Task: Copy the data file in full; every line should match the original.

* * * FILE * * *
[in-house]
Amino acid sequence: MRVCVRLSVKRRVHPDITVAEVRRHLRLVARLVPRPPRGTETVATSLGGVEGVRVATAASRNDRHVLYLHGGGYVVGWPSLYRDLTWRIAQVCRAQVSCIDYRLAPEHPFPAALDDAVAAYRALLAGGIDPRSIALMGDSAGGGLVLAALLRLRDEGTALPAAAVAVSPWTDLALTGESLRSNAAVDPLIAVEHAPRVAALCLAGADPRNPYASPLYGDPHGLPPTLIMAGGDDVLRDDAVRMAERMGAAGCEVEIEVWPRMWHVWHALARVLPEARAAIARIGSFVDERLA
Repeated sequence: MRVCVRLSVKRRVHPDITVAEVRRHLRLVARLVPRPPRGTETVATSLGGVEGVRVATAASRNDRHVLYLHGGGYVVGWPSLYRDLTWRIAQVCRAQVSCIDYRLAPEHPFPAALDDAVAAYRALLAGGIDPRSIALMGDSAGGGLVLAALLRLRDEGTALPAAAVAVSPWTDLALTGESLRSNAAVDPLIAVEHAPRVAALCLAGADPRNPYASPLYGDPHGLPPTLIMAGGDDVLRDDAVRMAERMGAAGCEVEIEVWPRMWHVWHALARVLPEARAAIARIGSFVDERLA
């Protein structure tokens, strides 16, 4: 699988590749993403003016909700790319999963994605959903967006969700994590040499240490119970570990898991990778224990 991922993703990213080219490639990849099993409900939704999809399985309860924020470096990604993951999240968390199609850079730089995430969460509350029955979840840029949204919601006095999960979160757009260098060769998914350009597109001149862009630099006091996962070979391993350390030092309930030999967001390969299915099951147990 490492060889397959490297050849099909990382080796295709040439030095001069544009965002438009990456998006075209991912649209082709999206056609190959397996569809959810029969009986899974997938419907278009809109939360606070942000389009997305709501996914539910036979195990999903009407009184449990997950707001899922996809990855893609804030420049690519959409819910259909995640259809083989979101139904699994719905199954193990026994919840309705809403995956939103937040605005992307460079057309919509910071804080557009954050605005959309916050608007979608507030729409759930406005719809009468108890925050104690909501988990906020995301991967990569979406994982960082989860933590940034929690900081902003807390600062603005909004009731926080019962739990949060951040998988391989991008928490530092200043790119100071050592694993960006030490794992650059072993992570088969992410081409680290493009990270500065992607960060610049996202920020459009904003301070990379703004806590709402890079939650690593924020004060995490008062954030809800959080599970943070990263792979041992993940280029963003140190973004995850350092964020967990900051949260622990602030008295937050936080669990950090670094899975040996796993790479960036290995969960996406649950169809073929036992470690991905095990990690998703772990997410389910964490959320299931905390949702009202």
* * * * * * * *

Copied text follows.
[in-house]
Amino acid sequence: MRVCVRLSVKRRVHPDITVAEVRRHLRLVARLVPRPPRGTETVATSLGGVEGVRVATAASRNDRHVLYLHGGGYVVGWPSLYRDLTWRIAQVCRAQVSCIDYRLAPEHPFPAALDDAVAAYRALLAGGIDPRSIALMGDSAGGGLVLAALLRLRDEGTALPAAAVAVSPWTDLALTGESLRSNAAVDPLIAVEHAPRVAALCLAGADPRNPYASPLYGDPHGLPPTLIMAGGDDVLRDDAVRMAERMGAAGCEVEIEVWPRMWHVWHALARVLPEARAAIARIGSFVDERLA
Repeated sequence: MRVCVRLSVKRRVHPDITVAEVRRHLRLVARLVPRPPRGTETVATSLGGVEGVRVATAASRNDRHVLYLHGGGYVVGWPSLYRDLTWRIAQVCRAQVSCIDYRLAPEHPFPAALDDAVAAYRALLAGGIDPRSIALMGDSAGGGLVLAALLRLRDEGTALPAAAVAVSPWTDLALTGESLRSNAAVDPLIAVEHAPRVAALCLAGADPRNPYASPLYGDPHGLPPTLIMAGGDDVLRDDAVRMAERMGAAGCEVEIEVWPRMWHVWHALARVLPEARAAIARIGSFVDERLA
């Protein structure tokens, strides 16, 4: 699988590749993403003016909700790319999963994605959903967006969700994590040499240490119970570990898991990778224990 991922993703990213080219490639990849099993409900939704999809399985309860924020470096990604993951999240968390199609850079730089995430969460509350029955979840840029949204919601006095999960979160757009260098060769998914350009597109001149862009630099006091996962070979391993350390030092309930030999967001390969299915099951147990 490492060889397959490297050849099909990382080796295709040439030095001069544009965002438009990456998006075209991912649209082709999206056609190959397996569809959810029969009986899974997938419907278009809109939360606070942000389009997305709501996914539910036979195990999903009407009184449990997950707001899922996809990855893609804030420049690519959409819910259909995640259809083989979101139904699994719905199954193990026994919840309705809403995956939103937040605005992307460079057309919509910071804080557009954050605005959309916050608007979608507030729409759930406005719809009468108890925050104690909501988990906020995301991967990569979406994982960082989860933590940034929690900081902003807390600062603005909004009731926080019962739990949060951040998988391989991008928490530092200043790119100071050592694993960006030490794992650059072993992570088969992410081409680290493009990270500065992607960060610049996202920020459009904003301070990379703004806590709402890079939650690593924020004060995490008062954030809800959080599970943070990263792979041992993940280029963003140190973004995850350092964020967990900051949260622990602030008295937050936080669990950090670094899975040996796993790479960036290995969960996406649950169809073929036992470690991905095990990690998703772990997410389910964490959320299931905390949702009202």